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p6rob

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  • Gender
    Male
  • Location
    Solihull
  • Interests
    Old cars, rock climbing, being outside

Previous Fields

  • Boat Name
    Bimble Be

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  1. Deepest condolences to his family. Peter crewed with me on the 2018 BCN. A really nice, easy going guy.
  2. p6rob

    3d printed timing tool

    After looking at lots of reviews online I bought a Creality CR10S Pro. It has its issues though. Setup is not as straightforward as they make out, getting the Y axis parallel to the hotbed was extremely difficult. Extremal temperature affects sensors, so does hotbed and nozzle temperature, so it can take a lot of time to setup between prints, this might be more because of where my printer is located in a garage, which gets pretty cold. It took a lot of faffing to figure this out and necessitated replacing the hotbed when it got gouged by the nozzle. I now set the bed and nozzle temperatu
  3. p6rob

    3d printed timing tool

    Potentially if there's enough interest. Happy to share but it's not quite ready for general use and I'm not sure how much further to go with fettling it at the moment.
  4. p6rob

    3d printed timing tool

    Tony, I took on board your comments yesterday and can assure you that it fits over the studs and the notch is within about 2mm of the pointer. Rob
  5. p6rob

    3d printed timing tool

    Thanks. No it's not hollow on this version but I'll give that a go. The first trial was a bit of a tight fit and actually broke when I tried removing it from the drive gear, so was thinking of putting a cap head bolt down the centre. Freecad. No prior experience but have been watching lots of tutorials and although half the time I don't understand the terminology, I've so far managed to make a few parts for my pre war Armstrong Siddeley car and now this.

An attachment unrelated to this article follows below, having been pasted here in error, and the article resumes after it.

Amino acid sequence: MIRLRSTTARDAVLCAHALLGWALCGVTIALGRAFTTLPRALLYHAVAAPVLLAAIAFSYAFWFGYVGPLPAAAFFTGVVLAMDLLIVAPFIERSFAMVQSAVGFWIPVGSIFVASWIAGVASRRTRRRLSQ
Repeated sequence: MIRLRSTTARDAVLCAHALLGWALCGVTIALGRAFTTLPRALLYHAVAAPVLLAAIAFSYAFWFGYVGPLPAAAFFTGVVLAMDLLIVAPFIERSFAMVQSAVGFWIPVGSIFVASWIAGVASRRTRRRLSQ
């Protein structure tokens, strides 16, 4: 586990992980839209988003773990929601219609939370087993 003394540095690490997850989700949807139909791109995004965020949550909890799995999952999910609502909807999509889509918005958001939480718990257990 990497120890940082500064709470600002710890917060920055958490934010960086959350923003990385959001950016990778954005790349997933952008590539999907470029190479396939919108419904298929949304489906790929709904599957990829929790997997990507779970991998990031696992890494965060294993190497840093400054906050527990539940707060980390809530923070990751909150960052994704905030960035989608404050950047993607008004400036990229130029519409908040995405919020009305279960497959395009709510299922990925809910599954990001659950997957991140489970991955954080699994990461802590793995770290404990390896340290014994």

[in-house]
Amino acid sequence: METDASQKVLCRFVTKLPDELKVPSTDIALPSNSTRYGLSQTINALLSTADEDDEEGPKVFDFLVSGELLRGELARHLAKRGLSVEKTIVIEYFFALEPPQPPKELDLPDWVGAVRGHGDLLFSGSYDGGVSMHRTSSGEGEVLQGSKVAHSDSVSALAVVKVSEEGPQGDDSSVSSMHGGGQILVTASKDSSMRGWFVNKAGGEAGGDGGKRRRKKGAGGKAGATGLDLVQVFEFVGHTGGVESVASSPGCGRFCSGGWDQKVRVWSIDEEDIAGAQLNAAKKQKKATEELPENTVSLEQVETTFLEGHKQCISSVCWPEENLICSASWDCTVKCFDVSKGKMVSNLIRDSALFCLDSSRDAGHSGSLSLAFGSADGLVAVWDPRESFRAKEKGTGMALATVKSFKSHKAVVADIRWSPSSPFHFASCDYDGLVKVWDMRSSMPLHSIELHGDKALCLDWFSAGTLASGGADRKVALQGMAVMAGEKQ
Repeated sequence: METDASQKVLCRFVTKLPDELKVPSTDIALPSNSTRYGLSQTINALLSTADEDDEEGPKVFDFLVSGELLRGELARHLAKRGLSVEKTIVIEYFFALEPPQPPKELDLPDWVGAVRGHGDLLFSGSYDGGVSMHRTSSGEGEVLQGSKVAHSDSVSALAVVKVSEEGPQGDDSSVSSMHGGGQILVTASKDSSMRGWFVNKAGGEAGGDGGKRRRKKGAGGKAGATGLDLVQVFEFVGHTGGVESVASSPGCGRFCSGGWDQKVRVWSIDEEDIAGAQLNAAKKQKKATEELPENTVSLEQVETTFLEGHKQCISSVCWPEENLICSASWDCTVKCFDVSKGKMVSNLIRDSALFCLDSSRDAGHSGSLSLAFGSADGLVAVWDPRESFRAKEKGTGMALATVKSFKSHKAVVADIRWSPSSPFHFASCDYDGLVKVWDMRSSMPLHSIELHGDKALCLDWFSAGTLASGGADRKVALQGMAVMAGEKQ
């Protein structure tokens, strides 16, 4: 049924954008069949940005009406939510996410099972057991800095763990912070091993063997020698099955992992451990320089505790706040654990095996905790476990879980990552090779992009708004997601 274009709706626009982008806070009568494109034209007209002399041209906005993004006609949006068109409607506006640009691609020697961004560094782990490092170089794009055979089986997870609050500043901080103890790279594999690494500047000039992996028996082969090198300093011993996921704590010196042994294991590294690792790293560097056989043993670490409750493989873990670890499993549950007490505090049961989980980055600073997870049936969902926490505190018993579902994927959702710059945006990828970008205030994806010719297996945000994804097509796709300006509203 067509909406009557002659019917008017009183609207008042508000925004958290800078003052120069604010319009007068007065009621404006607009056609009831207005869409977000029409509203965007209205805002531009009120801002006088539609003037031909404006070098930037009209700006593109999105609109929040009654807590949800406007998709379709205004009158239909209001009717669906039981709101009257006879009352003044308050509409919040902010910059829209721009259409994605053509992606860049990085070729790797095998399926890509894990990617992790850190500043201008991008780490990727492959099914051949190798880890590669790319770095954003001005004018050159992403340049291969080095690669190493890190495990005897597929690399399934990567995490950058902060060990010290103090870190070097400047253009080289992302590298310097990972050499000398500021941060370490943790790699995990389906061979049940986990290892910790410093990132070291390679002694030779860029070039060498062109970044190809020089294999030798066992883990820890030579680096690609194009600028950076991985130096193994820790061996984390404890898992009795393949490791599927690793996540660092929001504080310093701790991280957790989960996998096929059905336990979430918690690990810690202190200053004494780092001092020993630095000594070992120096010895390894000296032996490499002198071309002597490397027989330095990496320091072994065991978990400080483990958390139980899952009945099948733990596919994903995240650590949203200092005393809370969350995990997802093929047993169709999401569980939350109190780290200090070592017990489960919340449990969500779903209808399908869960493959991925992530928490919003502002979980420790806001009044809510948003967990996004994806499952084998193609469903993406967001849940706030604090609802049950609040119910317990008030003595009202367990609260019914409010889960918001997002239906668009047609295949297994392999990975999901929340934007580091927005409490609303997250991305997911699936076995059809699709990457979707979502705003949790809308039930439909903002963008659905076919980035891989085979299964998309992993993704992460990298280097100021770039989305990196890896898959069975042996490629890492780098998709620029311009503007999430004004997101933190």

6. Still a work in progress but I have now got a usable printed timing tool for the 1500. To make it involved learning how to use CAD software which was an interesting lockdown distraction. It took about 9 hours to print in total, I'm sure the printer settings can be tweaked a bit to reduce that, perhaps that'll be the next lockdown project.
  7. That's excellent Rob! What did you use to establish the proper angle between the master spline and the timing notch that you have on the outer disc? I see in the manual some mention of 208 deg but really not sure what that means. 208 degrees from the master spline? I was lucky enough to borrow a genuine universal timing tool once. The zero degree mark is in the centre of the master spline. So, yes its 208 degrees from the centre of the master spline.
  8. Thank you, I did wonder but when I compared these figures to NA petrol engines that I have compression ratio and pressure data for they correlated, so there's some extra info needed for diesel engines? There is a master spline and reference marks so it shouldn't be possible to get the timing in the wrong position. The outer is still a work in progress but thank you for pointing that out. I'll make the changes for the next iteration which I'm working on now. Your comment has made me notice the outer wall is also too thick, so needs a few more tweaks.